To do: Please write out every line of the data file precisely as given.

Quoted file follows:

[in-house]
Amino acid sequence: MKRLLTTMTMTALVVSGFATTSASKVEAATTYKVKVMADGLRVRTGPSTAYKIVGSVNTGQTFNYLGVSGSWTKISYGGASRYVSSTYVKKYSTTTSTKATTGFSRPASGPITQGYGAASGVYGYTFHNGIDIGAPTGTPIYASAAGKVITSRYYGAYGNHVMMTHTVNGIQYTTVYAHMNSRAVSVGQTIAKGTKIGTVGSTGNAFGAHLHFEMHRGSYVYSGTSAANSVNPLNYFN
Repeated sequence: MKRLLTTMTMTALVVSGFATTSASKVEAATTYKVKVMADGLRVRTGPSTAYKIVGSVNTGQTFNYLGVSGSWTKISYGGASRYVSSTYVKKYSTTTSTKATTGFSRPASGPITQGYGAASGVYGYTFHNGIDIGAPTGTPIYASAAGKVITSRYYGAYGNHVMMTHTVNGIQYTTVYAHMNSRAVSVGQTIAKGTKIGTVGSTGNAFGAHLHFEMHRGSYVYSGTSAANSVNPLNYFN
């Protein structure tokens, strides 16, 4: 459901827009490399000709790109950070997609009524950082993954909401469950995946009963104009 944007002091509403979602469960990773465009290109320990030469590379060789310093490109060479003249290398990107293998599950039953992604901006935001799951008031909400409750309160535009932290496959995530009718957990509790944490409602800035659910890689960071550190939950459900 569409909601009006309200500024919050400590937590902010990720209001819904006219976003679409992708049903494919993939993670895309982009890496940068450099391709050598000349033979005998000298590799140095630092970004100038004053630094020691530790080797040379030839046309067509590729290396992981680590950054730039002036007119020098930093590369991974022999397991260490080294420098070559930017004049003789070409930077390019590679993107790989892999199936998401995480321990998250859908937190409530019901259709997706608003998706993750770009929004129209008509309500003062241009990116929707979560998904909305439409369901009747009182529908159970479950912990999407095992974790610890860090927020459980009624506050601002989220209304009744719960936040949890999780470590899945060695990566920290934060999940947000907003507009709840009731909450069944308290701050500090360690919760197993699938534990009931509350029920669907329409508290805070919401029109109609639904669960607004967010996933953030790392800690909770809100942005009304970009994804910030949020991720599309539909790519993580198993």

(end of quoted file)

[in-house]
Amino acid sequence: MKRLLTTMTMTALVVSGFATTSASKVEAATTYKVKVMADGLRVRTGPSTAYKIVGSVNTGQTFNYLGVSGSWTKISYGGASRYVSSTYVKKYSTTTSTKATTGFSRPASGPITQGYGAASGVYGYTFHNGIDIGAPTGTPIYASAAGKVITSRYYGAYGNHVMMTHTVNGIQYTTVYAHMNSRAVSVGQTIAKGTKIGTVGSTGNAFGAHLHFEMHRGSYVYSGTSAANSVNPLNYFN
Repeated sequence: MKRLLTTMTMTALVVSGFATTSASKVEAATTYKVKVMADGLRVRTGPSTAYKIVGSVNTGQTFNYLGVSGSWTKISYGGASRYVSSTYVKKYSTTTSTKATTGFSRPASGPITQGYGAASGVYGYTFHNGIDIGAPTGTPIYASAAGKVITSRYYGAYGNHVMMTHTVNGIQYTTVYAHMNSRAVSVGQTIAKGTKIGTVGSTGNAFGAHLHFEMHRGSYVYSGTSAANSVNPLNYFN
């Protein structure tokens, strides 16, 4: 459901827009490399000709790109950070997609009524950082993954909401469950995946009963104009 944007002091509403979602469960990773465009290109320990030469590379060789310093490109060479003249290398990107293998599950039953992604901006935001799951008031909400409750309160535009932290496959995530009718957990509790944490409602800035659910890689960071550190939950459900 569409909601009006309200500024919050400590937590902010990720209001819904006219976003679409992708049903494919993939993670895309982009890496940068450099391709050598000349033979005998000298590799140095630092970004100038004053630094020691530790080797040379030839046309067509590729290396992981680590950054730039002036007119020098930093590369991974022999397991260490080294420098070559930017004049003789070409930077390019590679993107790989892999199936998401995480321990998250859908937190409530019901259709997706608003998706993750770009929004129209008509309500003062241009990116929707979560998904909305439409369901009747009182529908159970479950912990999407095992974790610890860090927020459980009624506050601002989220209304009744719960936040949890999780470590899945060695990566920290934060999940947000907003507009709840009731909450069944308290701050500090360690919760197993699938534990009931509350029920669907329409508290805070919401029109109609639904669960607004967010996933953030790392800690909770809100942005009304970009994804910030949020991720599309539909790519993580198993």